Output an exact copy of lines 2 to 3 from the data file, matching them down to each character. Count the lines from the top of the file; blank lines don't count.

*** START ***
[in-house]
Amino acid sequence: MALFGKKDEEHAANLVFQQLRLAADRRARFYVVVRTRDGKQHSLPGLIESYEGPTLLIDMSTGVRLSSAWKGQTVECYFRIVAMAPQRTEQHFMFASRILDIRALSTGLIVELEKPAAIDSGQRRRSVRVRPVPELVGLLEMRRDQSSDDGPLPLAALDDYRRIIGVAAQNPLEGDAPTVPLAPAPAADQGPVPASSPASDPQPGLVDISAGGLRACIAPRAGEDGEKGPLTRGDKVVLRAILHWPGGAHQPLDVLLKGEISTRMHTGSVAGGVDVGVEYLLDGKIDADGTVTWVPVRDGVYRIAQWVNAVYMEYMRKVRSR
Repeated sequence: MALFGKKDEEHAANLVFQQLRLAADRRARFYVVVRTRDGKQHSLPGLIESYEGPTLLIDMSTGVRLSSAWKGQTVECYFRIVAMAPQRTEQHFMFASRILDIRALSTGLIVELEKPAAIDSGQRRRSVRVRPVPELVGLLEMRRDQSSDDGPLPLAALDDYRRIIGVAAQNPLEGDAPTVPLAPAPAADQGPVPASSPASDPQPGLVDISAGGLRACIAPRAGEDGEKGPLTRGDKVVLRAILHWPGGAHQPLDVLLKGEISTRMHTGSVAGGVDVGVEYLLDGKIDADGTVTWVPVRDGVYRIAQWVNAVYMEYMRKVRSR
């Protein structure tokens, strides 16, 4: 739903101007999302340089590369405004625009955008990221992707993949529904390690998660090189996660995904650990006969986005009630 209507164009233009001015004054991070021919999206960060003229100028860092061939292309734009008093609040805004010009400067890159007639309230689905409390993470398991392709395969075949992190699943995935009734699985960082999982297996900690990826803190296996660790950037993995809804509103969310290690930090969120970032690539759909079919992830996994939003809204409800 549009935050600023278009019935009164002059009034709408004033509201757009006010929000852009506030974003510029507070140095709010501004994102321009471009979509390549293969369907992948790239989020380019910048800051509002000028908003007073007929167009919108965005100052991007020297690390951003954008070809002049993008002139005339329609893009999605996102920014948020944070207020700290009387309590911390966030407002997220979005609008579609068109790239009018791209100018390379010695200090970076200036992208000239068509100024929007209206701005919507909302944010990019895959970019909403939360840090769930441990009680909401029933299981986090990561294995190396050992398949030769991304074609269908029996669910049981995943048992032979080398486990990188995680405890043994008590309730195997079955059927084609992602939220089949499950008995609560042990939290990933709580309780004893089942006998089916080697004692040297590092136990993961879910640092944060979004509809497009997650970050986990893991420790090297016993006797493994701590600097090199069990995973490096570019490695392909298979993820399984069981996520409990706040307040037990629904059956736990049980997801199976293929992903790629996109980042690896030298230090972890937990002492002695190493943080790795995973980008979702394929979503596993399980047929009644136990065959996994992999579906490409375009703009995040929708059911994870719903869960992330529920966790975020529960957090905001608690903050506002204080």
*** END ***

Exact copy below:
Amino acid sequence: MALFGKKDEEHAANLVFQQLRLAADRRARFYVVVRTRDGKQHSLPGLIESYEGPTLLIDMSTGVRLSSAWKGQTVECYFRIVAMAPQRTEQHFMFASRILDIRALSTGLIVELEKPAAIDSGQRRRSVRVRPVPELVGLLEMRRDQSSDDGPLPLAALDDYRRIIGVAAQNPLEGDAPTVPLAPAPAADQGPVPASSPASDPQPGLVDISAGGLRACIAPRAGEDGEKGPLTRGDKVVLRAILHWPGGAHQPLDVLLKGEISTRMHTGSVAGGVDVGVEYLLDGKIDADGTVTWVPVRDGVYRIAQWVNAVYMEYMRKVRSR
Repeated sequence: MALFGKKDEEHAANLVFQQLRLAADRRARFYVVVRTRDGKQHSLPGLIESYEGPTLLIDMSTGVRLSSAWKGQTVECYFRIVAMAPQRTEQHFMFASRILDIRALSTGLIVELEKPAAIDSGQRRRSVRVRPVPELVGLLEMRRDQSSDDGPLPLAALDDYRRIIGVAAQNPLEGDAPTVPLAPAPAADQGPVPASSPASDPQPGLVDISAGGLRACIAPRAGEDGEKGPLTRGDKVVLRAILHWPGGAHQPLDVLLKGEISTRMHTGSVAGGVDVGVEYLLDGKIDADGTVTWVPVRDGVYRIAQWVNAVYMEYMRKVRSR